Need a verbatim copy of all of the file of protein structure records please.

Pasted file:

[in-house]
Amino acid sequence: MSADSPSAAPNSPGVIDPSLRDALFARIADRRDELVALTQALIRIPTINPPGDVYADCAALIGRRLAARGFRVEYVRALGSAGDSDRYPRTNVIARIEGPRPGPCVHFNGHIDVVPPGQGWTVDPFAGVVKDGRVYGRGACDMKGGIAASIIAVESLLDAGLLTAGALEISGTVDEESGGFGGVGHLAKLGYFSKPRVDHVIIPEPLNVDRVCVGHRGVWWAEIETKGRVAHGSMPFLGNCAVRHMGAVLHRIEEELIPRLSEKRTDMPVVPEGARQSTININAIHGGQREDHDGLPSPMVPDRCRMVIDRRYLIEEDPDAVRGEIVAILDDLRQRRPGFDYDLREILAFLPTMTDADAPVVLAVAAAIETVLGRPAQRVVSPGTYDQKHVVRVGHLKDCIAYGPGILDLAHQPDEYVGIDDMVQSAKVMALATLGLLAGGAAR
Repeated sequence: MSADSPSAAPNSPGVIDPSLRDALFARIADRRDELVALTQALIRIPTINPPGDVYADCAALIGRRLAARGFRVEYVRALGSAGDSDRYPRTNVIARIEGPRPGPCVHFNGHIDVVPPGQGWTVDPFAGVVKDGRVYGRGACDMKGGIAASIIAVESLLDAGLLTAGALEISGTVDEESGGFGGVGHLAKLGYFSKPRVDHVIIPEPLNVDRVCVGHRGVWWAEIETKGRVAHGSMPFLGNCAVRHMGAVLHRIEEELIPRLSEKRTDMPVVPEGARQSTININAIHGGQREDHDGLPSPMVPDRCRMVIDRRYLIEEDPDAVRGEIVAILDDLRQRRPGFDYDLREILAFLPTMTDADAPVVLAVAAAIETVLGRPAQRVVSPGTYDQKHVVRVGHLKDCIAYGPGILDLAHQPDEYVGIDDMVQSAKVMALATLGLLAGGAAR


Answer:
[in-house]
Amino acid sequence: MSADSPSAAPNSPGVIDPSLRDALFARIADRRDELVALTQALIRIPTINPPGDVYADCAALIGRRLAARGFRVEYVRALGSAGDSDRYPRTNVIARIEGPRPGPCVHFNGHIDVVPPGQGWTVDPFAGVVKDGRVYGRGACDMKGGIAASIIAVESLLDAGLLTAGALEISGTVDEESGGFGGVGHLAKLGYFSKPRVDHVIIPEPLNVDRVCVGHRGVWWAEIETKGRVAHGSMPFLGNCAVRHMGAVLHRIEEELIPRLSEKRTDMPVVPEGARQSTININAIHGGQREDHDGLPSPMVPDRCRMVIDRRYLIEEDPDAVRGEIVAILDDLRQRRPGFDYDLREILAFLPTMTDADAPVVLAVAAAIETVLGRPAQRVVSPGTYDQKHVVRVGHLKDCIAYGPGILDLAHQPDEYVGIDDMVQSAKVMALATLGLLAGGAAR
Repeated sequence: MSADSPSAAPNSPGVIDPSLRDALFARIADRRDELVALTQALIRIPTINPPGDVYADCAALIGRRLAARGFRVEYVRALGSAGDSDRYPRTNVIARIEGPRPGPCVHFNGHIDVVPPGQGWTVDPFAGVVKDGRVYGRGACDMKGGIAASIIAVESLLDAGLLTAGALEISGTVDEESGGFGGVGHLAKLGYFSKPRVDHVIIPEPLNVDRVCVGHRGVWWAEIETKGRVAHGSMPFLGNCAVRHMGAVLHRIEEELIPRLSEKRTDMPVVPEGARQSTININAIHGGQREDHDGLPSPMVPDRCRMVIDRRYLIEEDPDAVRGEIVAILDDLRQRRPGFDYDLREILAFLPTMTDADAPVVLAVAAAIETVLGRPAQRVVSPGTYDQKHVVRVGHLKDCIAYGPGILDLAHQPDEYVGIDDMVQSAKVMALATLGLLAGGAAR